This morning I was reading a piece in The New York Times about three friends embarking on a 7-day kayaking trip in the wilds of Alaska*. On Day 1, within minutes of being dropped off, a whale spouts offshore, close enough for gleeful joy or absolute fear—depending upon your response to large mammals in close proximity to you in the wild.
Two of the three took the sighting as a good omen. The other, who had once been surrounded by dolphins while scuba diving, went into panic mode.
I put the article aside and came here to think about it.
Isn’t it interesting how one person’s phobia can be another’s absolute joy? And, beyond that, how you can experience an event that causes a phobia, but then, through mind over matter, reshape your response to that event.
You can see where this is going. It reminded me of my siblings and me growing up on the farm.During the hot, dry summers of Massachusetts, the heat was periodically broken by magnificent thunderstorms. We could see them approaching in the distance.
The thunder—the louder the better. Let it rock the sky. I loved to hear it roll across the landscape. The lightning—let it draw maps of madness, etching veins of light bright as the stars in response to the thunder. My sister, on the other hand, was terrified, and still is, of thunder and lightning. I don’t know what caused the differences in our responses. My father always told us a cockamamie tale of Rip Van Winkle and his pals bowling tenpins in the sky. I stood before the south window, watching the storm wipe across the valley. My sister fled to her room with a pillow squished around her head.
For years, after a fall from an extension ladder, I was terrified of heights. The ladder stood in the stairwell of my parents’ home under construction when I was thirteen.
“After the carpenters went home for the day, my sister and I sometimes carried boardgames up the hill from the farm. We liked playing Monopoly and Scrabble in the shell of our future bedroom. We sat on the floor, our backs to the open 2×4 walls, playing in the bright light of the west sun as it crept lower in the sky until it was time to go home for supper.
Without a flight of stairs, the only access to our second floor bedroom was up and down the rungs of an aluminum extension ladder from the basement. The ladder rose from the basement floor, past the first floor, and stretched up past the second floor to lean against the open stairwell. Our parents didn’t express any safety concerns. Nor did the carpenters. No one did. Until the day I fell out of the sky.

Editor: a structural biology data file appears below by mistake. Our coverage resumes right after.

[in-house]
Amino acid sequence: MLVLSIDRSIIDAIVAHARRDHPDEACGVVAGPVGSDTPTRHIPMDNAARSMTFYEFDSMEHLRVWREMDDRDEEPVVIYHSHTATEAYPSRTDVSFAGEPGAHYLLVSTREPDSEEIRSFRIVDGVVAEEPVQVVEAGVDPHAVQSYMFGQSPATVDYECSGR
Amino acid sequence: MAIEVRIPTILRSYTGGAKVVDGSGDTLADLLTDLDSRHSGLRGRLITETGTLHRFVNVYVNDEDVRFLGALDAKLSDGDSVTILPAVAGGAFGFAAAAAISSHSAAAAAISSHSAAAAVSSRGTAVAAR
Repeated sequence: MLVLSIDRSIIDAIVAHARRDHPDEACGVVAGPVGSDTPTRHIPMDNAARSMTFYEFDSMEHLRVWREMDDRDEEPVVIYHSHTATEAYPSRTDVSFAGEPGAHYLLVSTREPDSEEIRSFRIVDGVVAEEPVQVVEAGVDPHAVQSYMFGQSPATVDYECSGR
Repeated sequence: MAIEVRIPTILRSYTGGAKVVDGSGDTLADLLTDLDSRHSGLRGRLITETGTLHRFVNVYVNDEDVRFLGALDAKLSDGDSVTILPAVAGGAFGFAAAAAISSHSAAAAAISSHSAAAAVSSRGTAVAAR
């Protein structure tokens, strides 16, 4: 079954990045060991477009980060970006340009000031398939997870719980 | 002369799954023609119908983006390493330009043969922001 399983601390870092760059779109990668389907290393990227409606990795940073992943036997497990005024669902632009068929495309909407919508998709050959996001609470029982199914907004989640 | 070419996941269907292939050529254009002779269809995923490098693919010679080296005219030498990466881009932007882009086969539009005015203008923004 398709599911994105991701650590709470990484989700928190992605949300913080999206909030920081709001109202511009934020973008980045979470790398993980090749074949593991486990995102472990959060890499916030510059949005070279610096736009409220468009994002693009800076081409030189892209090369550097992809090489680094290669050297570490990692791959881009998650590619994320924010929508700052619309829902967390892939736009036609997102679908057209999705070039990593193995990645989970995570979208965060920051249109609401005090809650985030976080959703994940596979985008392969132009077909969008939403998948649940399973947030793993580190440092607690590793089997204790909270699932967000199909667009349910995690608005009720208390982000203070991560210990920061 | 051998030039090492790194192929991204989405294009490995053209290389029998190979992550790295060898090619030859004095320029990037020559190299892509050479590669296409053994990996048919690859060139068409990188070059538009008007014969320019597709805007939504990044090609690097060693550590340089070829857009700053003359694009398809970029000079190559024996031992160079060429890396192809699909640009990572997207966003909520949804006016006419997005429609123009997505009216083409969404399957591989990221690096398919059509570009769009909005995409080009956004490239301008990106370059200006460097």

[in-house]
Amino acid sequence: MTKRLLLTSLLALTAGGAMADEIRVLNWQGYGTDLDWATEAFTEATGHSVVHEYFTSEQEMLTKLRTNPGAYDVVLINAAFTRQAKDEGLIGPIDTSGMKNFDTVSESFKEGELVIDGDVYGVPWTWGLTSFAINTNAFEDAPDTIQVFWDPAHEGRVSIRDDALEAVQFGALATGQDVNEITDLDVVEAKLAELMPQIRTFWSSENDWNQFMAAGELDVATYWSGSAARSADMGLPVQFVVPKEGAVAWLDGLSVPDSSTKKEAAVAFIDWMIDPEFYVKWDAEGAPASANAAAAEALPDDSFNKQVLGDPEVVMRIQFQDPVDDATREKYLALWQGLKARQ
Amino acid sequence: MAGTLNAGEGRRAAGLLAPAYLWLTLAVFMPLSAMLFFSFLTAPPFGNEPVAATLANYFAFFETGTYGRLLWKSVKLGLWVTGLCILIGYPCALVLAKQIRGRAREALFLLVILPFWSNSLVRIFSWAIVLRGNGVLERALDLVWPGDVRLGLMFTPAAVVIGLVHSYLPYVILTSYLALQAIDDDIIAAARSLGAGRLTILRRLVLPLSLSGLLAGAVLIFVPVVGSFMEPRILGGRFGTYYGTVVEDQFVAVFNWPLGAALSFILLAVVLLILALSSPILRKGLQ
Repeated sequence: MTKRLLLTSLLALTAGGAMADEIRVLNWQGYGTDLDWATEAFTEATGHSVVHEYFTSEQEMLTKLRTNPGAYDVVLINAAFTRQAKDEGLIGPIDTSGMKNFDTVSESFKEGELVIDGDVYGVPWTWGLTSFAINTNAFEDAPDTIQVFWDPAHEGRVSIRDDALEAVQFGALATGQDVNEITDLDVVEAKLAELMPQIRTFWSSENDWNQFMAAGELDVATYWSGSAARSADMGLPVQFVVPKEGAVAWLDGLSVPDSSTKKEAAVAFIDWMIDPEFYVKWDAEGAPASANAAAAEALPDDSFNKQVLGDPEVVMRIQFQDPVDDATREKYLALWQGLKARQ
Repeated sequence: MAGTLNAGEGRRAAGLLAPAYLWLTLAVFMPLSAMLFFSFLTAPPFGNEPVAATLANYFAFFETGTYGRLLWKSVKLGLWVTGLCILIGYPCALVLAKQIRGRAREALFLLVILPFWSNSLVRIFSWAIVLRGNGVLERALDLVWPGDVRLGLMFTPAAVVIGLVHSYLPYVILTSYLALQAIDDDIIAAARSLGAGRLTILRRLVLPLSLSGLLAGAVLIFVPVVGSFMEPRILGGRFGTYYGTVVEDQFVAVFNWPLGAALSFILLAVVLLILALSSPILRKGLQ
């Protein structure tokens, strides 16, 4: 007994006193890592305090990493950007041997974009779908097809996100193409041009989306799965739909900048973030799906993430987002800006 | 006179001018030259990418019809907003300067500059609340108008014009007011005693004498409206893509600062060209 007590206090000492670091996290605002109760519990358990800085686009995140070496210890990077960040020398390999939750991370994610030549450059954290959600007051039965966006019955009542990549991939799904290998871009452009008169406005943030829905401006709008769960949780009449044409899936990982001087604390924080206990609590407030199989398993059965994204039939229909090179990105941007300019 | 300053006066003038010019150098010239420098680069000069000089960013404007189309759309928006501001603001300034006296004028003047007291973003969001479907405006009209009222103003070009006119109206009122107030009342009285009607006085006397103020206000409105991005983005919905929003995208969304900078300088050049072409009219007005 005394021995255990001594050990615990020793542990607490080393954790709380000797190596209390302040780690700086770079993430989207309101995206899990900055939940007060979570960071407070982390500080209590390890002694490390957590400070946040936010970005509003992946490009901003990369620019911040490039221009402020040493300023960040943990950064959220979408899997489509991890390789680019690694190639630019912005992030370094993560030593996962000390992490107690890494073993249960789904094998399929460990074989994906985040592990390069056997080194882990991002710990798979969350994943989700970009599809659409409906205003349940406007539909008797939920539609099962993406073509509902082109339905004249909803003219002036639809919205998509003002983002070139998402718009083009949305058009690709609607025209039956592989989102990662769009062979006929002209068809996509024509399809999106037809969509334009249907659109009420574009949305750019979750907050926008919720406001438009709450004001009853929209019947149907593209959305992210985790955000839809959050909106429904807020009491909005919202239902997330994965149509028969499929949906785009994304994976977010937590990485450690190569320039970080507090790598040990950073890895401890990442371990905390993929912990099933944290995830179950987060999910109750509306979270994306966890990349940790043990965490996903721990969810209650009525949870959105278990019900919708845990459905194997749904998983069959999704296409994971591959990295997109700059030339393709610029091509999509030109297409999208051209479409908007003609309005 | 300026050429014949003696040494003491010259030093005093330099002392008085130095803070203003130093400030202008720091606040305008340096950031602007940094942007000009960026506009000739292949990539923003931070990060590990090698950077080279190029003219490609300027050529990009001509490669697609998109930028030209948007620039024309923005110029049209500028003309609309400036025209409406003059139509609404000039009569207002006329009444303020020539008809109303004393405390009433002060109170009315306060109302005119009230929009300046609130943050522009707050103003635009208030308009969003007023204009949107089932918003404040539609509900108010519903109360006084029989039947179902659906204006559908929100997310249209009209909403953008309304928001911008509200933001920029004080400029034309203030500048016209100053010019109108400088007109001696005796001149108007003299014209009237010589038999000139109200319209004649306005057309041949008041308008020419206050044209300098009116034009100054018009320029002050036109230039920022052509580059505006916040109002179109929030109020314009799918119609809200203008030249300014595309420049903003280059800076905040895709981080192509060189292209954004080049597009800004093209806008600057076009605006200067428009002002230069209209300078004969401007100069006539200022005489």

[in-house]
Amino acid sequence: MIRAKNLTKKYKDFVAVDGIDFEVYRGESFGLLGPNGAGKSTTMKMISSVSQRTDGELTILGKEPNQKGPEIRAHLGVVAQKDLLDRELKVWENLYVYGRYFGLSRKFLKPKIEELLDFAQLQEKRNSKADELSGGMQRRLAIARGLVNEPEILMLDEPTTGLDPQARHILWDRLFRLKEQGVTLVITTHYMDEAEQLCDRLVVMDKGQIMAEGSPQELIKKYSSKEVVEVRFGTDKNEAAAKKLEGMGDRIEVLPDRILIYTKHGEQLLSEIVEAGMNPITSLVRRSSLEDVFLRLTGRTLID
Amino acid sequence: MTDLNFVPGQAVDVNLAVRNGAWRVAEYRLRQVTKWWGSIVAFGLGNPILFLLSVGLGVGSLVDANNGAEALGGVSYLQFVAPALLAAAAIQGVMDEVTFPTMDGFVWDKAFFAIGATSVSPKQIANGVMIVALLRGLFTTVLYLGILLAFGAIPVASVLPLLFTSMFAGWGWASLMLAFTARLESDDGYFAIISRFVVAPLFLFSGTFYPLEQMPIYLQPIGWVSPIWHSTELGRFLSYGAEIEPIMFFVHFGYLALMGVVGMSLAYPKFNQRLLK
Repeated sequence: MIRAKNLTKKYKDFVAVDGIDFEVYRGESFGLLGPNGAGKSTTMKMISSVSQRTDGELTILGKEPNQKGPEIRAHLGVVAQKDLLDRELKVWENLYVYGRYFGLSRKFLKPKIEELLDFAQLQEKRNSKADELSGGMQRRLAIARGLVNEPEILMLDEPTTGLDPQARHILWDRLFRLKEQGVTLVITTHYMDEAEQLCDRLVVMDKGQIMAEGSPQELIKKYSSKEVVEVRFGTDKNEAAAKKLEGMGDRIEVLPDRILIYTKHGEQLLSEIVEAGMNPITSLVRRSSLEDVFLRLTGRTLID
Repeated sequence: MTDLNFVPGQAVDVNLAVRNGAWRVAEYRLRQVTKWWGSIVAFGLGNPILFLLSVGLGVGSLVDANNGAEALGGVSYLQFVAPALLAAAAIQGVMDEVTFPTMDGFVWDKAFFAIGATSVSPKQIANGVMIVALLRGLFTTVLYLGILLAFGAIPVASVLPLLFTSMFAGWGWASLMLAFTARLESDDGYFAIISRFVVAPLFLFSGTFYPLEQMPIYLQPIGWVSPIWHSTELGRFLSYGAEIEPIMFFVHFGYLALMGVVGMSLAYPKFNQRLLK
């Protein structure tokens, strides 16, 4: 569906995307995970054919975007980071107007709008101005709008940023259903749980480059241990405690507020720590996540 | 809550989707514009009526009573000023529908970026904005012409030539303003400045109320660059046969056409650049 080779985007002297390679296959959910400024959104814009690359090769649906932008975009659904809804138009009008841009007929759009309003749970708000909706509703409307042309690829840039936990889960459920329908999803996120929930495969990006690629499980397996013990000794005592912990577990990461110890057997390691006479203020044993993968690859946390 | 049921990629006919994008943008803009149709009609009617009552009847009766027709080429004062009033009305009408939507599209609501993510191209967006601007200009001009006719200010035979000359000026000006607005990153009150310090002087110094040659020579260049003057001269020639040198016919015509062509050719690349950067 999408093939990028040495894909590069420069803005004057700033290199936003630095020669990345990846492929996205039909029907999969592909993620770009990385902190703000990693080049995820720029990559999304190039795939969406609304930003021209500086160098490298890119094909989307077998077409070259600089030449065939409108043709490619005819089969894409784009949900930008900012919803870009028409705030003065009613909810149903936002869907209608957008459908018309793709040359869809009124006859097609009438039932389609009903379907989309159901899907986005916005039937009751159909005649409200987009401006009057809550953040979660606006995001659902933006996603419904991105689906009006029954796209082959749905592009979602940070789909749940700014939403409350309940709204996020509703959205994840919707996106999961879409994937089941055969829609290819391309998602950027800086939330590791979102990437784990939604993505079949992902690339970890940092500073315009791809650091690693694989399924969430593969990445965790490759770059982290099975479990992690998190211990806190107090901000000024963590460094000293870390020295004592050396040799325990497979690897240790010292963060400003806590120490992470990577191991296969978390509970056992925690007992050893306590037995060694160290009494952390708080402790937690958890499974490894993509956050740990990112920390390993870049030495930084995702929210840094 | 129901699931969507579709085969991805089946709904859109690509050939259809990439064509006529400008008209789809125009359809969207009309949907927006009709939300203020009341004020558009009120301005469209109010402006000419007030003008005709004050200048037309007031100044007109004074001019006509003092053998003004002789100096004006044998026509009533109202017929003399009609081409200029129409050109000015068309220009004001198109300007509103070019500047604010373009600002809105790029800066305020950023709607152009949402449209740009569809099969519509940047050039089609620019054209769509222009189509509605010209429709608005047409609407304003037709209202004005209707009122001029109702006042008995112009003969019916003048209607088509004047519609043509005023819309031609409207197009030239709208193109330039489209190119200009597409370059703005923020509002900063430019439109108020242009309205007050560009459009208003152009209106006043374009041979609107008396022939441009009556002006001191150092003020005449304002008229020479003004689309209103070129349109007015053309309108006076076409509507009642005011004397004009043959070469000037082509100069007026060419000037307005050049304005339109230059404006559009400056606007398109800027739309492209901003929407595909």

“Falling out of the sky.”
That’s what it felt like. I felt like Jack falling off the beanstalk. Like a squirrel missing a branch while leaping from one oak to another. Like Alice falling down the rabbit hole. Or a saint slipping off a heavenly cloud. (Yes, I was still under Papal influence.)
It happened after school one day when I remembered I’d forgotten the Monopoly game up at the new house. It was close to supper time. I didn’t want to be late to the table so I sprinted up the hill and rushed into the cellar’s framed door opening. I hurried across the room and scaled twenty steps up the rungs of the ladder into the late afternoon light. When I reached the top of the ladder, I climbed out onto the plywood second floor and quickly gathered up the game board and its pieces, hastily stuffing the contents back in the box. I ran back across the room. What came next was a bit of carelessness.
As I stepped from the floor to the ladder with the Monopoly box tucked under my left arm, my foot slipped. I missed the rung completely. I hadn’t yet grabbed onto the rung above with my right hand so I had no safeguard, no back-up.
Stepping on air is something you don’t ever want to experience. In a nano-second I realized my critical error, but it was too late. I found myself moving in a slow motion free fall. I was tilting backwards, and reached out in a panic, desperately grasping for the rungs of the ladder. But my right hand was closing on air.
My left hand opened. The Monopoly game fell with me. If Isaac Newton hadn’t already done the experiment, I might have been onto something big.
My right hand kept grabbing. I was upside down. Then I was right side up again. Slowww motion. Circular. All the while, I was still in a panic, trying to grab onto the ladder to stop my fall as my hands neared the ladder again, but I was too far away. It was only a few inches, but it was too far away.
In the blink of an eye, the concrete floor was rising up to meet me. My shoulders hit first. Then the sound of a dull thud was followed by a slosh between my ears as my head smacked the concrete.
The Monopoly box was unhurt.”from The Girl with the Black and Blue Doll, Linda Summersea
From that moment on, I was afraid of heights. Leaning over the balcony in a theater. Riding in a glass elevator. Stepping across the room to the floor-to-ceiling glass at the top of the World Trade Center in New York.
When 9/11 happened, it didn’t make me afraid of flying, even though I was in New York that day, preparing to fly home, putting my suitcases in the trunk of the car, when a call came—telling me to turn on the television.
It took me a while to shake off my fear of heights. I can’t remember any defining moment. I just know that I have conquered it on ziplines in the jungle and swaying rope suspension bridges over rushing waters. I stand on a granite ledge at the top of a climb and feel the exhilaration.
Don’t get me wrong. Sometimes a bit of fear is a good thing. When I watched American climber Alex Honnold climb El Capitan in Free Solo, I held my breath and feared for his life. There are lessons to be learned from close calls.
Nevertheless, yesterday while working the chainsaw in the blackberry patch, I briefly considered the advantages of rappelling down the hill with the chainsaw to attack a greater area. Ha. Let me not get carried away with this fearlessness stuff.